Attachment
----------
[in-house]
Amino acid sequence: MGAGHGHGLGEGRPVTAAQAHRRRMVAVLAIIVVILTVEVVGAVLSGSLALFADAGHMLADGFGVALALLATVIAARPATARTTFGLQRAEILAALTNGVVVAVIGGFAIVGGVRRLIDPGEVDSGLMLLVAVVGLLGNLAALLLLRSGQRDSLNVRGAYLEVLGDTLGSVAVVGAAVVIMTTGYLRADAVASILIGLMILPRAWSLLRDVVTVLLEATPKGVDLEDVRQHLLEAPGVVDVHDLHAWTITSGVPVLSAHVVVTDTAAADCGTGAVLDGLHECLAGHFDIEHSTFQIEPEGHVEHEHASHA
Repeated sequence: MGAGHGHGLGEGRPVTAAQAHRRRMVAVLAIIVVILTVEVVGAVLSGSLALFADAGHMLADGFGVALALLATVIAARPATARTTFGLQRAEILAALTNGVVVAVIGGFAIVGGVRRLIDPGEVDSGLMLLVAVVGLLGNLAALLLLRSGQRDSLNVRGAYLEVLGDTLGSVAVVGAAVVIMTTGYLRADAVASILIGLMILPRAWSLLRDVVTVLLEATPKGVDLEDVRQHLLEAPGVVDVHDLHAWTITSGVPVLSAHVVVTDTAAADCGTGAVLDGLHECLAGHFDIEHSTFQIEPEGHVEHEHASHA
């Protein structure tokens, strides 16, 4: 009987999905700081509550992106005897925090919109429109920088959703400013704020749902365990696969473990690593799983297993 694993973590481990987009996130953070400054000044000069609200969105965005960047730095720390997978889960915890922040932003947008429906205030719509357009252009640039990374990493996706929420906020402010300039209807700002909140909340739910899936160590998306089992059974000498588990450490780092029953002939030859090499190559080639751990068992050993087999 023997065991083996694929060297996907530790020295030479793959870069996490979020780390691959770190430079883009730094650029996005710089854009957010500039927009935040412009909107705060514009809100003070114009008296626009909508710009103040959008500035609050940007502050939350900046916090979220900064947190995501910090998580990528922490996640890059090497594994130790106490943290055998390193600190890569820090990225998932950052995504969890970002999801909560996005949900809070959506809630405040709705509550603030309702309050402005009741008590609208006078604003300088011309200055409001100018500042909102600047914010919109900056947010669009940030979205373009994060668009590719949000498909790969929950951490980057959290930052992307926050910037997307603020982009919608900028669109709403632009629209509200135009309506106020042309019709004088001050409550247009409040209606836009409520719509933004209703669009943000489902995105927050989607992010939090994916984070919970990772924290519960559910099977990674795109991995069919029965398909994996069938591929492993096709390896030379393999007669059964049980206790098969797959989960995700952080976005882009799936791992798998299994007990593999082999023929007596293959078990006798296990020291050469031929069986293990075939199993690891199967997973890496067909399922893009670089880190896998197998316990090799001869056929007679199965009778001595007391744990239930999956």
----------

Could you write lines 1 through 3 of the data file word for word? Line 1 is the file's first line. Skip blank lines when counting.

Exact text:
[in-house]
Amino acid sequence: MGAGHGHGLGEGRPVTAAQAHRRRMVAVLAIIVVILTVEVVGAVLSGSLALFADAGHMLADGFGVALALLATVIAARPATARTTFGLQRAEILAALTNGVVVAVIGGFAIVGGVRRLIDPGEVDSGLMLLVAVVGLLGNLAALLLLRSGQRDSLNVRGAYLEVLGDTLGSVAVVGAAVVIMTTGYLRADAVASILIGLMILPRAWSLLRDVVTVLLEATPKGVDLEDVRQHLLEAPGVVDVHDLHAWTITSGVPVLSAHVVVTDTAAADCGTGAVLDGLHECLAGHFDIEHSTFQIEPEGHVEHEHASHA
Repeated sequence: MGAGHGHGLGEGRPVTAAQAHRRRMVAVLAIIVVILTVEVVGAVLSGSLALFADAGHMLADGFGVALALLATVIAARPATARTTFGLQRAEILAALTNGVVVAVIGGFAIVGGVRRLIDPGEVDSGLMLLVAVVGLLGNLAALLLLRSGQRDSLNVRGAYLEVLGDTLGSVAVVGAAVVIMTTGYLRADAVASILIGLMILPRAWSLLRDVVTVLLEATPKGVDLEDVRQHLLEAPGVVDVHDLHAWTITSGVPVLSAHVVVTDTAAADCGTGAVLDGLHECLAGHFDIEHSTFQIEPEGHVEHEHASHA